New Delhi: As the coronavirus pandemic induces panic across India, people from the Northeast have become targets for racial discrimination and slurs, with several such incidents coming to light.
The issue rose to prominence Sunday as a picture of a Manipuri woman who had been ‘spat on’ and called “Corona” by a middle-aged man went viral and sparked outrage for its racism.
On the same night, a group of students in Kolkata were allegedly attacked and beaten by their neighbours who demanded they left the premises.
Tongou Mechia, an employee at the Oberoi Grand Hotel in the city, said she got a call from an intern — one of the students attacked — seeking rescue as a small crowd had gathered around her house in Rajendra Prasad Colony. The intern lived with three other women, all of whom are from Nagaland and Manipur.
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A video published by Sushmita Shrestha on her Instagram account claims that students from Nagaland are being forced to leave their houses in Kolkata, they are being harrased and mocked as “CoronaVirus”. #Students #Harass #Mocked #Covid19 #Corona #Coronavirusupdate #India #kolkata #Northeast #Nagaland
“I took two male friends with me because I felt it would be unsafe for me to go alone. Crowds had already come when we arrived, and they were banging on their door. The landlord had a problem that two males had come and escorted them out, and that’s when the crowd beat them,” she told ThePrint.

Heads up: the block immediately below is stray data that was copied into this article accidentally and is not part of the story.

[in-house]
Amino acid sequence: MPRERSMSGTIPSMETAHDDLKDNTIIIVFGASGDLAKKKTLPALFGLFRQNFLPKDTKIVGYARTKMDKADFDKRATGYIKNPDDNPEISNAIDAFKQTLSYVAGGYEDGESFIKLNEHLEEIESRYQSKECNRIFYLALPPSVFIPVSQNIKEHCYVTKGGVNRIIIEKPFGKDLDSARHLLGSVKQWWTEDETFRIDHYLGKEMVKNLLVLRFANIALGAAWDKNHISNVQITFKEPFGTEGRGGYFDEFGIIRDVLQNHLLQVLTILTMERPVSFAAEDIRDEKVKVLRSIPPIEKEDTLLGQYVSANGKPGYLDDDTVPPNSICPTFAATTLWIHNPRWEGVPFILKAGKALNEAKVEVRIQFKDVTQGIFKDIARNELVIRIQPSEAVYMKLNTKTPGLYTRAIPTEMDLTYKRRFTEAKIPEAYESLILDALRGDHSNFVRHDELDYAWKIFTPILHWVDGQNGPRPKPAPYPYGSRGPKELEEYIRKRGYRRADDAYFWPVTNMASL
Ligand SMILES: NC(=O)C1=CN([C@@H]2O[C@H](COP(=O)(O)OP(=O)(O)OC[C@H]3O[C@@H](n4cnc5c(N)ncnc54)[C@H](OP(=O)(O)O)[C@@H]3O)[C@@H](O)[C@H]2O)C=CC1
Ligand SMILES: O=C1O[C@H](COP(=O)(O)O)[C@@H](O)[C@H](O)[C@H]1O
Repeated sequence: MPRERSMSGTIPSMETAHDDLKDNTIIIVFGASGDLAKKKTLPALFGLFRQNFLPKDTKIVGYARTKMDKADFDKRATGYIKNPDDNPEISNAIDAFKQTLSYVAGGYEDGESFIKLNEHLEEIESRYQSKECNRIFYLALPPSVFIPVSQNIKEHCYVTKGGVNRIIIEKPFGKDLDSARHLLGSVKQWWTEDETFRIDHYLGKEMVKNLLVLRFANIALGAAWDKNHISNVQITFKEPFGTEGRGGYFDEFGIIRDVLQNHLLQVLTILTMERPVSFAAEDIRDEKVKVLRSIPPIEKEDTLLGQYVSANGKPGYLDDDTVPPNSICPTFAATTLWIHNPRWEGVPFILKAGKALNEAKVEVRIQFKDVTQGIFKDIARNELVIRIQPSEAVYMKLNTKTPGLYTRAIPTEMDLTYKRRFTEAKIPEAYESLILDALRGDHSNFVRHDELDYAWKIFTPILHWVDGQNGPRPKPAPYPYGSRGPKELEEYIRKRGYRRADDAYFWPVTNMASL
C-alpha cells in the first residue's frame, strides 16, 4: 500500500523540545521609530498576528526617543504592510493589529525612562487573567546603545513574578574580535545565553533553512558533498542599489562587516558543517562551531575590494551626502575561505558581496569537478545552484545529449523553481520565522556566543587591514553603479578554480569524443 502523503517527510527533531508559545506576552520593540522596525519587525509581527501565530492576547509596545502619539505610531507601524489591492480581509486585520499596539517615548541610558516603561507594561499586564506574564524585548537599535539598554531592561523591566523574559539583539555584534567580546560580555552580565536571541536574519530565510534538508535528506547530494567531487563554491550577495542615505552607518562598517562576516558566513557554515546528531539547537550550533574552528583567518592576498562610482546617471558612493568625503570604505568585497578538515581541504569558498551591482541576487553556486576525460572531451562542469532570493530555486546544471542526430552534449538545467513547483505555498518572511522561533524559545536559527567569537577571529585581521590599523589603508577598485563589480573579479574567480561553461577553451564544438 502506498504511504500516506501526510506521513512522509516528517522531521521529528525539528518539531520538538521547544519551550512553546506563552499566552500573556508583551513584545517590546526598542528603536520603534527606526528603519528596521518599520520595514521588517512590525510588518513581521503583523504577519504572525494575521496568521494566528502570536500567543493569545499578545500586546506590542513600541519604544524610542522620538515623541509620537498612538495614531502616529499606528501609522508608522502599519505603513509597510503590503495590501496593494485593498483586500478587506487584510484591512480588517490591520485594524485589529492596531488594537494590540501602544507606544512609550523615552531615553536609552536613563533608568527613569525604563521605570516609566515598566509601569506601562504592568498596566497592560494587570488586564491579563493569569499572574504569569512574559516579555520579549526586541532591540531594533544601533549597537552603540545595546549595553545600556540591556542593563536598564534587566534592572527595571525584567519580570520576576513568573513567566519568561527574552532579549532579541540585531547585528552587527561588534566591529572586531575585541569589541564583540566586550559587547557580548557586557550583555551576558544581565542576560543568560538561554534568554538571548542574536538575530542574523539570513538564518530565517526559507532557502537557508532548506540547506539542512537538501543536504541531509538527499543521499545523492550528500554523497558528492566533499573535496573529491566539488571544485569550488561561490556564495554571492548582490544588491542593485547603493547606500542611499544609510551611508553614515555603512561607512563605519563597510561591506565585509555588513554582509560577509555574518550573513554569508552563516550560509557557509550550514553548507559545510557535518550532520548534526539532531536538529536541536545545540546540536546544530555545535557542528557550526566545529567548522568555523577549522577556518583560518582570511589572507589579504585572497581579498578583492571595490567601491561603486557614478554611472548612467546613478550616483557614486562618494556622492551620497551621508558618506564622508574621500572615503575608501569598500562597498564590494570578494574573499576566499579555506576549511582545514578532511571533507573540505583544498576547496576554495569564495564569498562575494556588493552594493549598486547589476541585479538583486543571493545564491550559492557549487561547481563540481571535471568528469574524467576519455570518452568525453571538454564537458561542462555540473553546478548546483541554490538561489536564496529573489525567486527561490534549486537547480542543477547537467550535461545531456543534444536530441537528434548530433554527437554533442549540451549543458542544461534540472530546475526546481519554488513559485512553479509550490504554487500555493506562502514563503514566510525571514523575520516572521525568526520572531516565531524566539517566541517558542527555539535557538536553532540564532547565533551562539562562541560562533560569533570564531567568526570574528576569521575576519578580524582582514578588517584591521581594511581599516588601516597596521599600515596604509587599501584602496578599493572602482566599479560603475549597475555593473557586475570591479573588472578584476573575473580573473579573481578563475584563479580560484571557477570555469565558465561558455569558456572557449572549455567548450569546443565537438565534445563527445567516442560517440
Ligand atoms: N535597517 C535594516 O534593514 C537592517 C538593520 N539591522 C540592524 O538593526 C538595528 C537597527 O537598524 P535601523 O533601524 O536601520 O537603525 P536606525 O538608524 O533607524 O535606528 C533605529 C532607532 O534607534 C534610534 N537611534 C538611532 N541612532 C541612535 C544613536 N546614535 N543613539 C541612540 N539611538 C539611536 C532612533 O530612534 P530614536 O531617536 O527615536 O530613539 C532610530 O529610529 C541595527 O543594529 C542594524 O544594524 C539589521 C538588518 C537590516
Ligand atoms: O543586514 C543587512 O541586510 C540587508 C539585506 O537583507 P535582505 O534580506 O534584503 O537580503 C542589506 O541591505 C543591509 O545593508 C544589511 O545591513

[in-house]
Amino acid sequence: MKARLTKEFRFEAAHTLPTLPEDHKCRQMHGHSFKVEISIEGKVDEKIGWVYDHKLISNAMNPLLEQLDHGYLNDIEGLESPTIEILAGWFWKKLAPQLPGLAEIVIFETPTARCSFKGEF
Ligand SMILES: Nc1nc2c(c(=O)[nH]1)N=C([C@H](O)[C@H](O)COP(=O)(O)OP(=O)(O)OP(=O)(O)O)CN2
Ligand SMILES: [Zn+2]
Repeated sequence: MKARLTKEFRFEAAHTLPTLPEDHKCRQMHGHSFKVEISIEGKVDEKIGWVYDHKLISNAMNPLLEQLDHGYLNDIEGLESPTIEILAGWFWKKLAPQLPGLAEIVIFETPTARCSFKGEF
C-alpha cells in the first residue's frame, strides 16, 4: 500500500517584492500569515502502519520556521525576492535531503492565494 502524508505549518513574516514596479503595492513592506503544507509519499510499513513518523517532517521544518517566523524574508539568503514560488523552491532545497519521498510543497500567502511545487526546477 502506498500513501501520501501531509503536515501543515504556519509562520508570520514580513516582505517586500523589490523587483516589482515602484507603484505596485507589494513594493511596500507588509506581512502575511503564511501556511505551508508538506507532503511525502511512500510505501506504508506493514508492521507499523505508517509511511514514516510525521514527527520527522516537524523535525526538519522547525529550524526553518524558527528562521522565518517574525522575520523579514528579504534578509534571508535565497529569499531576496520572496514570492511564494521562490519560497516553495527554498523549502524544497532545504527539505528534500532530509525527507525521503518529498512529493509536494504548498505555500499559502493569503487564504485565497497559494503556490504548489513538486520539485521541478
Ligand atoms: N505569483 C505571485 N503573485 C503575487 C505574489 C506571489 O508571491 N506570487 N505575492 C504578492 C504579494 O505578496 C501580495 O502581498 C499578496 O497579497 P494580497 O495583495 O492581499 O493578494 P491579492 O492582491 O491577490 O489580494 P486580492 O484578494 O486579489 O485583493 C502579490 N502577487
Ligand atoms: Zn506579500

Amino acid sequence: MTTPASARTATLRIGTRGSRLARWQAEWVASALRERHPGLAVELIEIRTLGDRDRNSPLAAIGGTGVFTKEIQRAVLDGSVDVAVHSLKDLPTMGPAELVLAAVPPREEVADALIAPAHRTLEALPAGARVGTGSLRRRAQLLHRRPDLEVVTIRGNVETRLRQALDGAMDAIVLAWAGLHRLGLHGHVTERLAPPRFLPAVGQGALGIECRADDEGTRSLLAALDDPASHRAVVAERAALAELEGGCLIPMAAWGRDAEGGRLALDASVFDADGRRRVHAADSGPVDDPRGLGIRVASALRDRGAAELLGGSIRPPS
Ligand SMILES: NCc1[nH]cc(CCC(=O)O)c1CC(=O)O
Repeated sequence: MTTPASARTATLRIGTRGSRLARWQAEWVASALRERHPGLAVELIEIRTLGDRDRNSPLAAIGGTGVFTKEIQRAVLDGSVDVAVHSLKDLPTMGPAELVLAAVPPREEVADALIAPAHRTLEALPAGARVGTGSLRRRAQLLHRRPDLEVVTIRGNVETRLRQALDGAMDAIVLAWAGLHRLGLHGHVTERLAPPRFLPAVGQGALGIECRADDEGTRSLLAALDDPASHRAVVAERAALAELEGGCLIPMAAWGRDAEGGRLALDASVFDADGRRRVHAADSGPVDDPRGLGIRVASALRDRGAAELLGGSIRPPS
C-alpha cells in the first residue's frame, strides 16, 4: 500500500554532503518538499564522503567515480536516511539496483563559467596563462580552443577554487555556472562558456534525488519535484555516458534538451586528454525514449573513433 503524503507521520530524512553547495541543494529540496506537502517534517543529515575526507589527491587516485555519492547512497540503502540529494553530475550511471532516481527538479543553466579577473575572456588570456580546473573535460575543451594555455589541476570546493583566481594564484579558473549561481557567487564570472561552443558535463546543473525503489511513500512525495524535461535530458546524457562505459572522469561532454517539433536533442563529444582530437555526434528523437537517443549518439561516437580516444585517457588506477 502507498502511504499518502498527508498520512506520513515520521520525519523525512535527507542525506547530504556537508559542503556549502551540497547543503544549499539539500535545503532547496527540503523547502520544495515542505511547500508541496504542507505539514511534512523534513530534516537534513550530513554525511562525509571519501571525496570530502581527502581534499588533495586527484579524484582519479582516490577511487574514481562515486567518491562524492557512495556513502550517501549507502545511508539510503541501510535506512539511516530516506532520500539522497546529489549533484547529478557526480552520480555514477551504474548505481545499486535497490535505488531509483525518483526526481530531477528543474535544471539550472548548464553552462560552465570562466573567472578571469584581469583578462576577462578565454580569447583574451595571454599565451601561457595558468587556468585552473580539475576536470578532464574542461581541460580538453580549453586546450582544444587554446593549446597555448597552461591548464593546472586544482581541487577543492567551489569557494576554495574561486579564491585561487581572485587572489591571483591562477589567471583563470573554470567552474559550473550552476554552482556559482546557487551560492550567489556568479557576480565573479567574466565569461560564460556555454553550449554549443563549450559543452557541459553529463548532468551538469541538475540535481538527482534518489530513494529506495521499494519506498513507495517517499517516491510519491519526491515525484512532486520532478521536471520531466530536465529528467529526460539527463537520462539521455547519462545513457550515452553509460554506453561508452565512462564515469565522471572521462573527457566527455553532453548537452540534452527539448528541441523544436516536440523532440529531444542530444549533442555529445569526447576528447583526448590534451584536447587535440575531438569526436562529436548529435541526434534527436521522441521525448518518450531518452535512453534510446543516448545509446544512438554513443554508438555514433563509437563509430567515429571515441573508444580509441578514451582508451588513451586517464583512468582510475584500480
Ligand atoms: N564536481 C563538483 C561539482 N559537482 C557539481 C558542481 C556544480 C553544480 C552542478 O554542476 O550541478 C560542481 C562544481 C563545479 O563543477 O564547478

“Some of the local people were even shouting that they would kill and chop the boys into pieces that night itself.”
Mechia, who is Manipuri, said she ultimately had to call the Oberoi security personnel to escort them out of the premises.
“As we left the crowd was shouting ‘Go corona go’. All we want is security from harassment like this which can become life threatening. How can we feel safe in mainland India when our fundamental rights are threatened?” she said.
The alleged attacks came amid a complete lockdown in the country as coronavirus, which emerged from China’s Wuhan region last year, has now claimed 10 lives in India. The number of cases stands at 561.
Racism ‘more pronounced’
ThePrint spoke to several people from across the Northeast who claimed similar experiences since the pandemic broke out.
“When I first moved to Delhi (six) years ago, I was extremely conscious of the way people looked at me and treated me, and I got used to it with time. But since the pandemic broke out, people’s racism has become more pronounced,” said Pamziuliu Gonmei, an assistant professor of English at Delhi University (DU).
“In March alone, there have been two instances where I’ve been called ‘Corona’ to my face. The first was on Holi day when I was taking a picture near India Gate. A boy whispered to his family ‘Chinese hai, corona hai’ and their family started backing away from me. The very next day I was walking around DU when a boy shouted ‘Corona’ and fled,” said Gonmei, who hails from Manipur.
A student from Mizoram and currently studying at Lady Shri Ram College in Delhi claimed she was targeted while buying shoes on 7 February.
“I went to buy shoes in a market in Vasant Kunj when two to three people entered. I was wearing a mask, and when they saw me they coughed and said ‘corona’ between their coughs,” said the student who did not wish to be named.